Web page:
Summer of Horror: The Hills Have Eyes, The Taking of Deborah Logan, The Human Centipede

Well folks, this is it. The final entry in 2015’s Summer of Horror. I can’t believe another Summer is (more or less) behind us and Phase I is beginning tomorrow!

I’m happy that this year I managed to watch more horror movies than I did last year, but it came at the expense of being a little fast and loose as far as which films I ended up reviewing (being unemployed for much of the Summer also helped). There are still several classics I haven’t gotten around to, including Freaks, Suspiria, and Tales from the Darkside. But that’s why this is an annual tradition!

On to the reviews.

The Hills Have Eyes

Hills have eyes

This jumped to the top of my list upon yesterday’s sad news. I might not have gotten around to it otherwise, which is sad because it was one of the first films I came up with when putting together the Summer of Horror watch list.

Another proud entry in the Redneck Torture Family subgenre, The Hills Have Eyes is pretty remarkable in the wake of Wes Craven’s later work. This is nothing like Nightmare on Elm Street. It’s not fun, it’s not flashy, it’s not pop, and it shares more in common with Texas Chainsaw Massacre than it does Halloween or Friday the 13th. It’s a remarkably vicious and dirty film, playing out like a very small scale version of Mad Max. A pure fight for survival in an endless desert.

It definitely shows signs of age, not to mention the semi-sloppy stylings of a young director just cutting his teeth. Characters often behave totally illogically, or otherwise show inappropriately muted reactions to horrifying events early in the film. But as things escalate, the situation becomes more and more desperate and brutal, accelerating the pace considerably in the second half. And it ends with a bleak, nihilistic resolution that highlights the indifferent pointlessness of all the savagery we had just witnessed. 

The Taking of Deborah Logan

Deborah Logan

 

Well this is certainly a new concept. Alzheimer’s Disease has never been the jumping off point of a horror film like this before, to my knowledge. As this film’s first act shows, the disease is frightening enough in real life – the confusion and the fugue states and the endless string of hospital visits – but this film isn’t doing anything quite so revolutionary. It can’t resist the urge to introduce supernatural elements, and then blatantly explain every facet of them to you.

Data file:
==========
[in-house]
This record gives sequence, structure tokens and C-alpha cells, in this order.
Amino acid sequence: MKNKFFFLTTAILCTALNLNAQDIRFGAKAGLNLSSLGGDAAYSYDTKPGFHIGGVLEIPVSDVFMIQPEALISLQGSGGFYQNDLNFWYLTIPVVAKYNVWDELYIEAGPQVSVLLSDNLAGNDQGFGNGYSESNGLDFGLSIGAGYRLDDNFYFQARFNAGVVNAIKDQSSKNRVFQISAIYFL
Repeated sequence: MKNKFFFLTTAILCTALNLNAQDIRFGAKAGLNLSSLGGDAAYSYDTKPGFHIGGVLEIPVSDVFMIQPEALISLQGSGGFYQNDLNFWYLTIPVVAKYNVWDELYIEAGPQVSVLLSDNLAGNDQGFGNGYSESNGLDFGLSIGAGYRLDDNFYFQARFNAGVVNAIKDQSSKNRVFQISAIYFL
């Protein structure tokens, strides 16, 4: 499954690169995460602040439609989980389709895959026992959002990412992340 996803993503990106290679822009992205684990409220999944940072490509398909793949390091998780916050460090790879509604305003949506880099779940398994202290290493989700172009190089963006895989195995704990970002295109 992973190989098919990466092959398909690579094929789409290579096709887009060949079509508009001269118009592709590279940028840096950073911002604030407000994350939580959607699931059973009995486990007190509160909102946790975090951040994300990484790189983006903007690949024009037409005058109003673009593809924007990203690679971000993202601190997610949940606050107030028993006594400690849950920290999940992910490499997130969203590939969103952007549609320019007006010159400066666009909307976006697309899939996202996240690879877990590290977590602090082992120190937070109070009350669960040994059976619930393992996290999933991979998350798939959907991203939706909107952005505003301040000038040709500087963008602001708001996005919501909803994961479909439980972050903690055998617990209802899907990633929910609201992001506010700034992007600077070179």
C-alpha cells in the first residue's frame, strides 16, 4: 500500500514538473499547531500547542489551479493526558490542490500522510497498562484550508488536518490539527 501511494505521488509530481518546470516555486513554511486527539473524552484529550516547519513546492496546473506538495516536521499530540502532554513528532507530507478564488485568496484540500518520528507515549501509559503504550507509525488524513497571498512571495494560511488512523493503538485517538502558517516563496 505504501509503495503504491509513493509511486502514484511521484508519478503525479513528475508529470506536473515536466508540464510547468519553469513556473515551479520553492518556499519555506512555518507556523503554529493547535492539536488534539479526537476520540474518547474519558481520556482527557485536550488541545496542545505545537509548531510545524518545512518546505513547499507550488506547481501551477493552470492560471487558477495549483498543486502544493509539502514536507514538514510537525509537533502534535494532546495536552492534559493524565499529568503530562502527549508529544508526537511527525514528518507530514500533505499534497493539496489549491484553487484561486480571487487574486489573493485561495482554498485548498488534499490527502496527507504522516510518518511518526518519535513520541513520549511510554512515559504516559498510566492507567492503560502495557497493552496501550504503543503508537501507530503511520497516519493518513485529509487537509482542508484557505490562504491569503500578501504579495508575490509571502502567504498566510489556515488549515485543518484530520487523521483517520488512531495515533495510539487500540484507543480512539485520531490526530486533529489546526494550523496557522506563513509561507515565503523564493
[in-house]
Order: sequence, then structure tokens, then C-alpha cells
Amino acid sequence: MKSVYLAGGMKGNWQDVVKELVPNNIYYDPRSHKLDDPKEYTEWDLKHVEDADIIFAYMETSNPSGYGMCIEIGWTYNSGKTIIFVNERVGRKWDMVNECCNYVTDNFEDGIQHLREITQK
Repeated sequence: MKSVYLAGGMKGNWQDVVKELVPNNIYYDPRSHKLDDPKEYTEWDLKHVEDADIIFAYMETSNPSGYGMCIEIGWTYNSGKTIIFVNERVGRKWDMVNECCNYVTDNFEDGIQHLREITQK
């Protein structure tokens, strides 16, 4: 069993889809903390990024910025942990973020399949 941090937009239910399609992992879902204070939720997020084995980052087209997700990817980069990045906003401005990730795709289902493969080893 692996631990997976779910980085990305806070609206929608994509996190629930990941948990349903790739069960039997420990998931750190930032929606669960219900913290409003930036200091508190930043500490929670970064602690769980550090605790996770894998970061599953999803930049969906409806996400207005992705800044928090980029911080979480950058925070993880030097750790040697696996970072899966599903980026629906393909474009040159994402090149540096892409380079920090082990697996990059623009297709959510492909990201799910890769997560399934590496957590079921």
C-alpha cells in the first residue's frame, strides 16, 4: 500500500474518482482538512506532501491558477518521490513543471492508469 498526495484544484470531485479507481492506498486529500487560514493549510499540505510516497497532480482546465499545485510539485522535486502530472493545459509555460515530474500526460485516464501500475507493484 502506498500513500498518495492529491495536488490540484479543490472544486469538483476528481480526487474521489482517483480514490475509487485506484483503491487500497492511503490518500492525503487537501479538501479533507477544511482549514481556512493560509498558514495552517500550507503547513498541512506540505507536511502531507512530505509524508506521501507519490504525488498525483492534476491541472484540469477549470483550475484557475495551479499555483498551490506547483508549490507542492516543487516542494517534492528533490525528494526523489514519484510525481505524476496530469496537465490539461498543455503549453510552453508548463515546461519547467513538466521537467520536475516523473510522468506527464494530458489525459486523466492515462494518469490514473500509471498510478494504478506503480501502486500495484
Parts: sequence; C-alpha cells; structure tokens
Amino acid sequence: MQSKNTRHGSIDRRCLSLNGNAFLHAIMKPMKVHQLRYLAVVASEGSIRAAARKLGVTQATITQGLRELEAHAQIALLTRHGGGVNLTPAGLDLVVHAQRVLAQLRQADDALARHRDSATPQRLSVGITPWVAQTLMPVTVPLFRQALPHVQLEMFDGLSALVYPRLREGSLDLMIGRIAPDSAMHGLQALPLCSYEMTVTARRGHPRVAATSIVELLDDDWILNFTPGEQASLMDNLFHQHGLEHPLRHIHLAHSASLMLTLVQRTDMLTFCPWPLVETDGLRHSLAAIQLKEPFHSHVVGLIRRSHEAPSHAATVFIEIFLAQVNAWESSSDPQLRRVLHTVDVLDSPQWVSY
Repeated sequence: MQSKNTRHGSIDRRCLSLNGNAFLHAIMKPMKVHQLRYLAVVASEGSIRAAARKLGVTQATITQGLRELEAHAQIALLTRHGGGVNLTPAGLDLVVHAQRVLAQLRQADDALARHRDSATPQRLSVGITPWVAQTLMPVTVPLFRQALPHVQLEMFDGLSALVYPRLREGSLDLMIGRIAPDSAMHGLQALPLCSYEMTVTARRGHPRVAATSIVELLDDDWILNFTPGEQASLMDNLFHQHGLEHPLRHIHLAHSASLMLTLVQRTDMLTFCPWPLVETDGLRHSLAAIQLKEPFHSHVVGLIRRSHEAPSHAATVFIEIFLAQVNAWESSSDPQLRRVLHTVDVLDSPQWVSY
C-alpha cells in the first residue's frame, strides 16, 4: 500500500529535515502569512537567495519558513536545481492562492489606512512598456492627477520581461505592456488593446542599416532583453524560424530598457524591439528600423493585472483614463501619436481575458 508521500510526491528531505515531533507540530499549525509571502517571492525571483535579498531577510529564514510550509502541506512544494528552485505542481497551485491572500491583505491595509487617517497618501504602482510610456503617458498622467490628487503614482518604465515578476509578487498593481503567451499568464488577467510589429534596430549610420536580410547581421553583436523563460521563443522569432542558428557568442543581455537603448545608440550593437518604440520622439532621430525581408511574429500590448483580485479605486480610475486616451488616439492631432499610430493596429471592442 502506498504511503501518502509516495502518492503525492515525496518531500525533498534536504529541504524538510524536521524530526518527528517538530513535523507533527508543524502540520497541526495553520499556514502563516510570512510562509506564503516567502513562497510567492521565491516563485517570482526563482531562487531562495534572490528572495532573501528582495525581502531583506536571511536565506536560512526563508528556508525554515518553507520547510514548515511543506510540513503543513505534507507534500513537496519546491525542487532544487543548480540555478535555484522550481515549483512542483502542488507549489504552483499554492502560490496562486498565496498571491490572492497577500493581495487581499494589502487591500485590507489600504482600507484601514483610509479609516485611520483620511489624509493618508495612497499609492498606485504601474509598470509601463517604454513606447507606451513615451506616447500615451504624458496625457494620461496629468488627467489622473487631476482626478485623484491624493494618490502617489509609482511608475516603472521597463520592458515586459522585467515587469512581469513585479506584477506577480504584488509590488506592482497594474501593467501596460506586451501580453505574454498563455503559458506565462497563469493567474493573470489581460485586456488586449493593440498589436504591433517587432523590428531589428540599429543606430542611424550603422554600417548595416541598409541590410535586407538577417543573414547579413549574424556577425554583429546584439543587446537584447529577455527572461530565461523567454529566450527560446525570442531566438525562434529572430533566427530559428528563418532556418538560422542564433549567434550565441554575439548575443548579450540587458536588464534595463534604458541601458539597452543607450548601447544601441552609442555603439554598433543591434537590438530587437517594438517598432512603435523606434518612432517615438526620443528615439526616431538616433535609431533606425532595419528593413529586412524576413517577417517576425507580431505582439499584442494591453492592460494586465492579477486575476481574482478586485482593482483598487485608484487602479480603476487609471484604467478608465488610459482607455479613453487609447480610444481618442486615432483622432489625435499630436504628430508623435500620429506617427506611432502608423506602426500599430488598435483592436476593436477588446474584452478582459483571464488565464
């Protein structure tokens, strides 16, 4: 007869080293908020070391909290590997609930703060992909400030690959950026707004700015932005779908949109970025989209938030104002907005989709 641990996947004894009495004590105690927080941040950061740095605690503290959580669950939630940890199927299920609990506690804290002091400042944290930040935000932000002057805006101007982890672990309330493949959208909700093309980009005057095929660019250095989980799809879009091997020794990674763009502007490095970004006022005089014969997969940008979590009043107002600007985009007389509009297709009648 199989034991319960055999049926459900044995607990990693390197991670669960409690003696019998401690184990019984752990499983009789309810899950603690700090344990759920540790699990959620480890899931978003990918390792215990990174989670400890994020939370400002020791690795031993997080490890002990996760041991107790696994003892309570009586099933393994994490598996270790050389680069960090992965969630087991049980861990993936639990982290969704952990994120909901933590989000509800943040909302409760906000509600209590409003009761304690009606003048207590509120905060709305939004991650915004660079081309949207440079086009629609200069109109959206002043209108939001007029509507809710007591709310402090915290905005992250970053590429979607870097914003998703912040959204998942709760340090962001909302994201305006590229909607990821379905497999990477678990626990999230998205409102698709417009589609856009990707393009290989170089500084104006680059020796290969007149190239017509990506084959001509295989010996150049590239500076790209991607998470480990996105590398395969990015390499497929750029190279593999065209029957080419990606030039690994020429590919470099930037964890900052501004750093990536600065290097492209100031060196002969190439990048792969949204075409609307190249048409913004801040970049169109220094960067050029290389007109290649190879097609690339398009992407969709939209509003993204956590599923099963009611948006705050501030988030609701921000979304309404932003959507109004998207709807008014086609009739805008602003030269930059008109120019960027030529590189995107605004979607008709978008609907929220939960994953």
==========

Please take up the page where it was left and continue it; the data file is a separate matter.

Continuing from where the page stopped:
That’s a problem because this is a found footage film. And the weird thing is, it totally didn’t have to be. In fact, I think it actually hobbled the film.

The footage we’re seeing is supposed to be material for a PhD thesis documentary about Alzheimer’s. But for a student production, the cameraman is remarkably adept at capturing artistic, cinematic photography out of events happening on the fly. The number of cameras they use and the situations they happen to be filming make absolutely no sense given the circumstances of that premise. It’s one of the many found footage films that succumbs to that “why the FUCK are they still filming?” response. And they completely lean hard on the crutch of the power outage to make sure characters spend plenty of time slowly creeping through darkness, opening doors at a glacial pace. The house AND the hospital where most of the film take place inexplicably lose power indefinitely.

Found footage-centric flaws aside, this is actually a fairly terrifying film, filled with its fair share of pop scares and musical stings, but also legitimately disturbing imagery, especially towards the end. Whether you want to see the film or certainly DON’T want to see the film, I strongly advise against doing a Google Image search for this title. Its results spoil the single most horrific image at the very end of the movie. I know your curiosity probably won’t heed my warning, but don’t spoil it for yourself.

The Human Centipede

Human Centipede

 

Ah yes, THAT film.

As soon as this came out, and I became aware of the premise of it through the trailer, I kind of wanted to see it, but kind of didn’t want to. Despite being available to stream on Netflix for years, I never pulled the trigger. It felt like having it on my Recently Watched history was tantamount to having hardcore porn on there.

Yet oddly enough, The Human Centipede actually has some sliver of good taste to it. That was probably a poor choice of words. What I’m saying is, while the film is extremely graphic, there were still moments where it showed restraint, even though it kind of didn’t have to.

This movie is, of course, all about the premise. And I mean that literally. The single most terrifying moment in the film is the mad Dr. Hieter calmly walking his bound prisoners through the particulars of his “medical operation”. It turns out thinking about the fate visited upon these characters is worse than actually seeing it happen.

The titular centipede operation is completed at roughly the halfway point in the film, leaving me to initially wonder just where this story could possibly go after a thing like that. Where the story ultimately does progress operates semi-decently as a traditional horror film, even though this is obviously an extreme exploitation movie.

From what I understand, with the sequels director Tom Six apparently decided to enter a series of escalating dares with his own audience, shedding any sense of cinematic coherency and simply trying his damnedest to disgust fans of extreme horror. But such is the folly of the seeker of the extreme – it’s a never-ending pursuit that is incapable of truly satisfying. Anybody can show you disgusting shit. It takes an artist to make you care about that disgusting shit.

Leave a Reply

Your email address will not be published. Required fields are marked *